Why Is Microsoft Edge Adding Its Own UI to Websites?


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I’ll readily admit that I’m not a regular user of Microsoft Edge. The browser works just fine. But I’ve been a diehard fan of Firefox for years. The Chromium-based successor to Internet Explorer never gave me a compelling reason to switch.

Thus, I was greatly surprised by a recent question from a client. They wondered why, when hovering over an image on their website, a small icon appeared. Was this a new feature?

Usually, these types of issues are caused by an overzealous browser add-on. Or (gulp) maybe a malware infection. But neither of those scenarios applied here. My client noticed that it was only happening with Microsoft Edge.

Sure enough, I fired up the little-used app on my PC, and…huh? Hovering over certain images revealed a button UI. Clicking on it allowed me to conduct a Bing image search, which opened in a sidebar panel.

This seems like an audacious move. And the more I looked into this feature (dubbed Visual Search, enabled in version 95.0.1020.30), the more concerned I became. It begs the question: should web browsers be doing this?



Microsoft Visual Search is the Default Option

Perhaps the browser wars were decided long ago. After all, Google Chrome is by far the dominant app. As of this writing, it holds 65% of the market, while Edge boasts just over 4%.

With that in mind, it’s hard to blame Microsoft for trying to stand out. Plus, they have every reason to point users toward their Bing product (and away from Google). It also stands to reason that Visual Search could come in handy. But the way it has been implemented is frustrating.

Users must opt out of the feature. By default, Visual Search is enabled and will display when a user hovers over an image. It doesn’t appear to activate on every image, however.

For example, background images don’t seem to trigger the UI. And smaller images also appear to be left out (you can right-click and initiate Visual Search via a context menu – Google Chrome does something similar).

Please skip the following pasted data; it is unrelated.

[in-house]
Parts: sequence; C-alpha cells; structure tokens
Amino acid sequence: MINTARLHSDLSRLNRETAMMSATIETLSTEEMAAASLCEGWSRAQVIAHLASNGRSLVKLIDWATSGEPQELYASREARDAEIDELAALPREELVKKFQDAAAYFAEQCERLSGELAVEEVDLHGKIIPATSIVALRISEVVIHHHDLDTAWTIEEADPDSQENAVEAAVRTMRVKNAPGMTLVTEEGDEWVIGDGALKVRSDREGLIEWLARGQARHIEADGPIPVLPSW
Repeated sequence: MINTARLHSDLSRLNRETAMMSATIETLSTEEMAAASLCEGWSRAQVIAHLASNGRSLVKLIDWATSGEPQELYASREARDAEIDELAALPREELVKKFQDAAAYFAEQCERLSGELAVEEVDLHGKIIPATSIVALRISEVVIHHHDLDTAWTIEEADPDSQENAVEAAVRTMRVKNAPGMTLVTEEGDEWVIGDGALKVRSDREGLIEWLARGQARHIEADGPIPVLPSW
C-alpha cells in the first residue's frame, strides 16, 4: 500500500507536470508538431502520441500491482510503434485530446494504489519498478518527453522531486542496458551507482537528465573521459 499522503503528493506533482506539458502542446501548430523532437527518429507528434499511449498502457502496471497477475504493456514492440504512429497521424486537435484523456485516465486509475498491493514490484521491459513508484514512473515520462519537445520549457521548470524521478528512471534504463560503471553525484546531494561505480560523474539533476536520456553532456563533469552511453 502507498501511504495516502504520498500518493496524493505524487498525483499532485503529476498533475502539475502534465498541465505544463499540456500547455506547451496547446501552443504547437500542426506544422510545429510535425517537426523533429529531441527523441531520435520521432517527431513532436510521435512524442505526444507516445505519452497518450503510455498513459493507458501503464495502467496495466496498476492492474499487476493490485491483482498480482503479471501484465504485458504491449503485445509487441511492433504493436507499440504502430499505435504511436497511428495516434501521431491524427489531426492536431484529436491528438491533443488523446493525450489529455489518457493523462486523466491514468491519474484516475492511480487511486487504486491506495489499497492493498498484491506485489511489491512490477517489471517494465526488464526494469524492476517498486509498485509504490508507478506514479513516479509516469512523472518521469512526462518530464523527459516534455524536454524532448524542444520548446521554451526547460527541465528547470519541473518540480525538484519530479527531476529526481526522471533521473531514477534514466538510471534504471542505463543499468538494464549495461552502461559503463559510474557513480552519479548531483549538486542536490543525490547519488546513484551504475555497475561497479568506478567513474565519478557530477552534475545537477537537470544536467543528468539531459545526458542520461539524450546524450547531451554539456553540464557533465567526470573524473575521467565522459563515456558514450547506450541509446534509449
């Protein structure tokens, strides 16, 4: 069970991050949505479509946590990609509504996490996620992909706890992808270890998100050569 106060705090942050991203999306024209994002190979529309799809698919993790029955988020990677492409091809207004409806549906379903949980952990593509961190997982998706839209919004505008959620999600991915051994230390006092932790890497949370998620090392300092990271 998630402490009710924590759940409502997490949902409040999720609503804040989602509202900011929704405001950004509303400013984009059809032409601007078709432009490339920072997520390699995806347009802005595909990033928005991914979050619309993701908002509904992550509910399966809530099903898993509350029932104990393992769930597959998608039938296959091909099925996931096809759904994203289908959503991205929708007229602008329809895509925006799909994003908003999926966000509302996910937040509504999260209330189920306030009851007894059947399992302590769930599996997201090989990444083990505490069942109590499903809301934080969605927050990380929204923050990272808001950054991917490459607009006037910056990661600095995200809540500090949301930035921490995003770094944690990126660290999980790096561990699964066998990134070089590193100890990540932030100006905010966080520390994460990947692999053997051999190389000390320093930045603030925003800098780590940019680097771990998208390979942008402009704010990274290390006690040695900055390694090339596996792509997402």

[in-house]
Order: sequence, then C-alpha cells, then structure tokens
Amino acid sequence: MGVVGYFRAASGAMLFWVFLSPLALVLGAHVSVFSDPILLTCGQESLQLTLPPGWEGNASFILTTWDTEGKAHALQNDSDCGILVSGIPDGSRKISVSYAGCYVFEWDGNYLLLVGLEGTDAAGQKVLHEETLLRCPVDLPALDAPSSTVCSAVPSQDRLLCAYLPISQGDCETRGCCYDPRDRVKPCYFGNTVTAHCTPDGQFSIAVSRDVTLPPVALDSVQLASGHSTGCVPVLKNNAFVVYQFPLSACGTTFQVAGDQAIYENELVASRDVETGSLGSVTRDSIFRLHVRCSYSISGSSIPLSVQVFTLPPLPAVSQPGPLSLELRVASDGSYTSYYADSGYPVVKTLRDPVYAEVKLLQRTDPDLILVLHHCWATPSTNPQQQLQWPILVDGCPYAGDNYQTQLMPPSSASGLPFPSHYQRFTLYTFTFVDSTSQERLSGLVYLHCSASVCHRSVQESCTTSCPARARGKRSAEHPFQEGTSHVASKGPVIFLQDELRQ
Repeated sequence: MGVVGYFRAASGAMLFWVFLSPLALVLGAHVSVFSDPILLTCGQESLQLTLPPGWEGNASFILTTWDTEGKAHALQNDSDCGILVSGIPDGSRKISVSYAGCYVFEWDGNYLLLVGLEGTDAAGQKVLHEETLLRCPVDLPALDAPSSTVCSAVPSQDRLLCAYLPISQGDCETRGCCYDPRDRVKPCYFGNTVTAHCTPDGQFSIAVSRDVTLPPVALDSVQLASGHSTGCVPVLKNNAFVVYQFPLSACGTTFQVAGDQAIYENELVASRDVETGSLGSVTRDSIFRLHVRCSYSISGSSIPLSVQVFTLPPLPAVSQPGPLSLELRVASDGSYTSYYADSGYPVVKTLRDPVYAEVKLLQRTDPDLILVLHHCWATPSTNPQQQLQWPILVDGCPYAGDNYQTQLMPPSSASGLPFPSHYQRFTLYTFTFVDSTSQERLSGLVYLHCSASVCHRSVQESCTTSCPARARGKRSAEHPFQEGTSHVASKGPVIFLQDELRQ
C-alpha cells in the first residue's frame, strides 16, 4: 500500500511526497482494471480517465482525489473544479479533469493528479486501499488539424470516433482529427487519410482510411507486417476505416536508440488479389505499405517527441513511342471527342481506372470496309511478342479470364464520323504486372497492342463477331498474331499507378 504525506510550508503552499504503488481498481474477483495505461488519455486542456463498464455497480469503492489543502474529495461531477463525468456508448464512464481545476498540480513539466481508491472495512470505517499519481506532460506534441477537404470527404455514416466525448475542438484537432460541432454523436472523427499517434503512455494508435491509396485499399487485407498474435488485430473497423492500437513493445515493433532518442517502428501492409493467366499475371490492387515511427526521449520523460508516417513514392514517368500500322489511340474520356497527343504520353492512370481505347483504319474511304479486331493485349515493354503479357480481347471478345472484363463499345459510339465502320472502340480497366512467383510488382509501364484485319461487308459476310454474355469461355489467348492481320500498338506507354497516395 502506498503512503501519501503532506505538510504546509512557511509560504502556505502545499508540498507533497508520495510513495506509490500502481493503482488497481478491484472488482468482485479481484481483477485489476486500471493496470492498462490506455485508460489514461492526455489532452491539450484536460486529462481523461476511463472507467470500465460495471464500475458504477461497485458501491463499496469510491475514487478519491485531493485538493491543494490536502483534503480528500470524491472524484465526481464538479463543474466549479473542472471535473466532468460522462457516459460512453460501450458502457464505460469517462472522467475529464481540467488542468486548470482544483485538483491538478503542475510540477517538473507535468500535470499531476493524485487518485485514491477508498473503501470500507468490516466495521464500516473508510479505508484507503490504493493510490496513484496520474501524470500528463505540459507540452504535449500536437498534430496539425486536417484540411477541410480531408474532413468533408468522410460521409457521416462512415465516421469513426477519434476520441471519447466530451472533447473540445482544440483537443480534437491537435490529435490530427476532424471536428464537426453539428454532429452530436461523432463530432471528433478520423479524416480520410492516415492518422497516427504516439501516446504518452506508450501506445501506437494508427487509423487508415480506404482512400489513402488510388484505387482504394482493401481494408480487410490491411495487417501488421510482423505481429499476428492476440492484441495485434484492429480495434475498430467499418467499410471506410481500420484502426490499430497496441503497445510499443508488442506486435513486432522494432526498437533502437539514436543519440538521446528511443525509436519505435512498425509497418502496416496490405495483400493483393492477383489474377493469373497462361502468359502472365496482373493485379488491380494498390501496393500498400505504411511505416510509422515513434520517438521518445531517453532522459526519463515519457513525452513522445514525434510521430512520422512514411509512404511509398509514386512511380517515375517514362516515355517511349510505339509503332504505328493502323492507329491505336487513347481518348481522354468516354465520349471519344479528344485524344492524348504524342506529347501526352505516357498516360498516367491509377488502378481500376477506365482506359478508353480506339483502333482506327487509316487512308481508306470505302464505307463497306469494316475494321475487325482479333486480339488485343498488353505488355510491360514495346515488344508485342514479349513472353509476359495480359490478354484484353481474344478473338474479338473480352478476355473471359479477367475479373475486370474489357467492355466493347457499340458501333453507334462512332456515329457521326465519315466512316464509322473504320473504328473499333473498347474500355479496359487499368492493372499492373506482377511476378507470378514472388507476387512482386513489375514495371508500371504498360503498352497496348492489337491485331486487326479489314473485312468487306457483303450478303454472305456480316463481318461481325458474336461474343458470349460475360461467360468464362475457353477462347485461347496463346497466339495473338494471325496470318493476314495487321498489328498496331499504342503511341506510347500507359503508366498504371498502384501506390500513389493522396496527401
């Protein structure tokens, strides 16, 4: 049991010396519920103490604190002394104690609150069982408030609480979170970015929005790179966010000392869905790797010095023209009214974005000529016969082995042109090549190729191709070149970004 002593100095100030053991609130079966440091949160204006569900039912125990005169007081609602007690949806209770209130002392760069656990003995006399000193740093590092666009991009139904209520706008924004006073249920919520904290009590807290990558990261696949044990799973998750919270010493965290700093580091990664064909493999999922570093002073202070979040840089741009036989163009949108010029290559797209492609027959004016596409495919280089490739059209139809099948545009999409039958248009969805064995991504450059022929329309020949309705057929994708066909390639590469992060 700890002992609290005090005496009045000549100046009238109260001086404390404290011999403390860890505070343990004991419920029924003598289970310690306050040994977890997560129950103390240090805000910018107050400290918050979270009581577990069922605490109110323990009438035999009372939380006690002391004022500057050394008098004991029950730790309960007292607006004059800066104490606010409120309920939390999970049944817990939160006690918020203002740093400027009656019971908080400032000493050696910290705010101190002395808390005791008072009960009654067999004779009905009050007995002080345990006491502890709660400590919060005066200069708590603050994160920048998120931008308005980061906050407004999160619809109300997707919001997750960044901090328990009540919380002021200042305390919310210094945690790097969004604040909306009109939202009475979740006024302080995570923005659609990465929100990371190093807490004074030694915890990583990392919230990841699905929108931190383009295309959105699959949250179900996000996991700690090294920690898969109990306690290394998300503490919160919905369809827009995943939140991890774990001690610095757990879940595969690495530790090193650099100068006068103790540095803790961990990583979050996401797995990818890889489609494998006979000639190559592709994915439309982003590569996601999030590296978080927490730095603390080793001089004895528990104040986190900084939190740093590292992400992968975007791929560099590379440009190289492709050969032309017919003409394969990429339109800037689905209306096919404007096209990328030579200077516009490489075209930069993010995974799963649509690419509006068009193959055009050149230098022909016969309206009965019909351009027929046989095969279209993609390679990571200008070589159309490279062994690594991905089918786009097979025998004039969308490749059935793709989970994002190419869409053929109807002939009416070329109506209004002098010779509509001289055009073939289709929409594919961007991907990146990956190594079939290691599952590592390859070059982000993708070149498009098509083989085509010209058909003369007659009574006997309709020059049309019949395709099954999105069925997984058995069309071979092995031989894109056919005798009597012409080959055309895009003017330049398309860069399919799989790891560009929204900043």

The feature is fairly simple to disable within the UI. And it can be turned off for a single site or entirely. But it’s still an extra step for users – not to mention a potential source of confusion.

Hovering over an image reveals Microsoft's Visual Search interface.
Microsoft Visual Search is enabled by default. Its UI displays when hovering over an image.

Website Owners Can’t Opt Out

There are several potential reasons for a website owner to feel uncomfortable with Visual Search. For one, the UI added by the feature looks like it is simply part of the page. Users may, for example, click it expecting to open a photo gallery. Not to mention that the UI literally shows up on photo galleries as well.

When a Visual Search is initiated by the user, the ensuing results are also of concern. What if the search turns up a competitor’s product or a negative review? What if the images it displays are offensive or otherwise inappropriate?

Perhaps the most concerning issue is that websites can’t opt out. This means that website owners are stuck with the Visual Search UI being implemented – whether they want it or not.

This sort of “enhancement” is unlikely to be welcomed by everyone. And not all users are savvy enough to understand its purpose or origin.

In the end, this could lead to more questions for site owners and web designers to answer. The worst part? The situation is completely out of our control.

Performing a Visual Search on an image of a cars interior produces images of competitors
We visited Honda’s website and performed a Visual Search on a product photo. It returned similar images from competing products.

Where’s the Line? Did Microsoft Cross It?

Hopefully, features like Visual Search will spark a productive debate. Is placing a browser-specific UI on a website acceptable?

Users need to draw a line between convenience and intrusive behavior. Visual Search may only be the beginning. Web browsers could take this concept and go even further.

What would happen if browsers start highlighting specific words within the content? Or do they add UI elements that end up breaking a website’s layout? It could be that features once reserved for browser extensions become the default. Are we OK with this?

Perhaps Microsoft is experimenting to see what we’re willing to tolerate. Here’s hoping that users make their opinions heard.

In the meantime, I’ll happily stick with Firefox – and keep recommending it to others.

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